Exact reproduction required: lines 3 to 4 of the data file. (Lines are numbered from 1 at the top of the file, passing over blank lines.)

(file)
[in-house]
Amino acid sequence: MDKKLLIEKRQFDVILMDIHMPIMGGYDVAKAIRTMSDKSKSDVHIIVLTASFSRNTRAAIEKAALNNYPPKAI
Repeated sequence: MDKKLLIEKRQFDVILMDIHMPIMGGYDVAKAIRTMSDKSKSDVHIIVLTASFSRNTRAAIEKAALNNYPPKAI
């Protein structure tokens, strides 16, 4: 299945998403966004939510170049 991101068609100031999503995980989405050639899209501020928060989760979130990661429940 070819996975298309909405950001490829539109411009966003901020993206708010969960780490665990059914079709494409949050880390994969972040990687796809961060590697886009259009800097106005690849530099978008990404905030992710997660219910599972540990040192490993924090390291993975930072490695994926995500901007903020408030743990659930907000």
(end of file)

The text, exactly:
Repeated sequence: MDKKLLIEKRQFDVILMDIHMPIMGGYDVAKAIRTMSDKSKSDVHIIVLTASFSRNTRAAIEKAALNNYPPKAI
């Protein structure tokens, strides 16, 4: 299945998403966004939510170049 991101068609100031999503995980989405050639899209501020928060989760979130990661429940 070819996975298309909405950001490829539109411009966003901020993206708010969960780490665990059914079709494409949050880390994969972040990687796809961060590697886009259009800097106005690849530099978008990404905030992710997660219910599972540990040192490993924090390291993975930072490695994926995500901007903020408030743990659930907000």